Nettles are best harvested from spring, a few weeks after they sprout, into early summer. The young leaves are what we are after, so young plants — under a foot tall — are ideal. Larger plants can be harvested from, but in this case, foragers should stick to the new leaves at the top of the plant.
How to pick Nettles
Nettles are covered with tiny hollow hairs filled with irritating chemicals. When you brush against these hairs, the tips break off and release the chemicals, causing the sting. To harvest nettles with bare hands, choose plants in the shade – nettles in full shade tend to have fewer hairs than plants that have grown in the sun. Look closely for the hairs. Typically, a nettle has stinging hairs mostly on the undersides of the leaves. Choose a leaf near the top of the plant. Approach it from the direction the hairs are growing – you’re less likely to break the hairs if you grasp from the base of the hairs rather than running your hand into the tips. Then pinch the leaf firmly. A quick, firm grasp is your best bet to avoid breaking the hairs. You can then twist the leaf and pluck it off the plant. Once picked, dunk the nettles in boiling water for about 30 seconds to get rid of the stings, then dunk them in iced water to refresh. Pat them dry with kitchen paper and you’re ready to go. Or you could just wear gloves...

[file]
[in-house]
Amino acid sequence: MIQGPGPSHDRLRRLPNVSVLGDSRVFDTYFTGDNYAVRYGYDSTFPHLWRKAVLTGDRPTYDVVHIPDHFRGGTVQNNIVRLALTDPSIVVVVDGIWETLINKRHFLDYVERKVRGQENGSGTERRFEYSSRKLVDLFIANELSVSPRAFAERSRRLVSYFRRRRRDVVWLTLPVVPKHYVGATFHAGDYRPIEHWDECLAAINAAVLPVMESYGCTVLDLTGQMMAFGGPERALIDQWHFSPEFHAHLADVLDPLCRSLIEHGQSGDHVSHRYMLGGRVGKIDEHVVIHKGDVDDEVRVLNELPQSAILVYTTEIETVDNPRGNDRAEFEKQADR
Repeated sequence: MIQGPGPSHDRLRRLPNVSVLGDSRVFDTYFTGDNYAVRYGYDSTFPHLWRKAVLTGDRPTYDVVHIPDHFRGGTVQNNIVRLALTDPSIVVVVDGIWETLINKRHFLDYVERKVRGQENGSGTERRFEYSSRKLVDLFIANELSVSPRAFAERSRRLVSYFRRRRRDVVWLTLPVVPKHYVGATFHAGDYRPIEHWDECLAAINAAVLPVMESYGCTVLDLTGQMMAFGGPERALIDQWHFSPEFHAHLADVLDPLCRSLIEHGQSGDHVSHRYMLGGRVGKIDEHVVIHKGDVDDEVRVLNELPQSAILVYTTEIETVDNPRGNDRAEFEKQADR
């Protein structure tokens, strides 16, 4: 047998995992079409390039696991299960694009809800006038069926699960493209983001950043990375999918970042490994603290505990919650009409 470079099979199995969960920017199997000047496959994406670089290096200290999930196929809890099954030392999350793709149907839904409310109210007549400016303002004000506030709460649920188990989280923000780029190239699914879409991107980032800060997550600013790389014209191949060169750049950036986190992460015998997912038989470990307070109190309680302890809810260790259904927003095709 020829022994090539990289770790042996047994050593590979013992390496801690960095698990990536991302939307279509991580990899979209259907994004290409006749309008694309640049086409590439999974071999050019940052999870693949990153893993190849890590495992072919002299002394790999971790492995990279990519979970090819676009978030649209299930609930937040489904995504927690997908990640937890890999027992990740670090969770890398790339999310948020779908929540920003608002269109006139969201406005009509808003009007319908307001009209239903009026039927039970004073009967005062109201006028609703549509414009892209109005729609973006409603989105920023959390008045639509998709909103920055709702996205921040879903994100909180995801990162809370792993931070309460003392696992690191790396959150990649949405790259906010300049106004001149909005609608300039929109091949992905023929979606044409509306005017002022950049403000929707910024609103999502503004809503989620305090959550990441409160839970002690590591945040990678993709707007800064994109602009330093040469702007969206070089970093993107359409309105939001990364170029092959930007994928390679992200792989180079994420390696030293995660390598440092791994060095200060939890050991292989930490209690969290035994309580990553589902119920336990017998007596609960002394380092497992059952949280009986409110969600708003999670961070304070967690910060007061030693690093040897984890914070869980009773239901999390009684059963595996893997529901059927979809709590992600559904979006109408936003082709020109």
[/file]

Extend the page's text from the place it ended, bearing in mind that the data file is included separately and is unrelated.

Nettle Salsa Verde
Nettles can be a bit of a pest, so it’s quite nice to have a couple of uses for them up your (long) sleeve. This recipe makes a really nice vivid green dressing that goes with loads of things, from sea bass to steak.
Makes 350ml (12fl oz)
• 40g (1½oz) nettles
• 100g (3½oz) hazelnuts
• 4 garlic cloves, very finely chopped
• 40g (1½oz) flat leaf parsley or parcel
• 40g (1½oz) mint
• 40g (1½oz) rocket
• 200ml (7fl oz) rapeseed oil
• 4 tablespoons balsamic vinegar
• a squeeze of lemon juice
• salt and pepper
Blanch and refresh the nettles by bringing a pan of water to the boil, and using tongs, drop the nettles in. Use a slotted spoon to lift the nettles out of the water as soon as they start to wilt (about 30 seconds or so.)
Chop all the dry ingredients separately by hand, then chop them together. Mix with the rapeseed oil and balsamic vinegar. Add the lemon juice and season to taste.
Yes, we know it sounds weird, but it’s crisp and refreshing – and great with a shot of something stronger in it!
Makes 350ml (12fl oz)
• 1kg (2lb 4oz) sugar
• 500ml (18fl oz) water
• 40g (1½oz) citric acid powder
• 200g (7oz) nettles
Warm the sugar and water until the sugar has dissolved. Add the citric acid and nettles. Leave to cool. After 24 hours, pass through a muslin lined sieve and pour into sterilised bottles.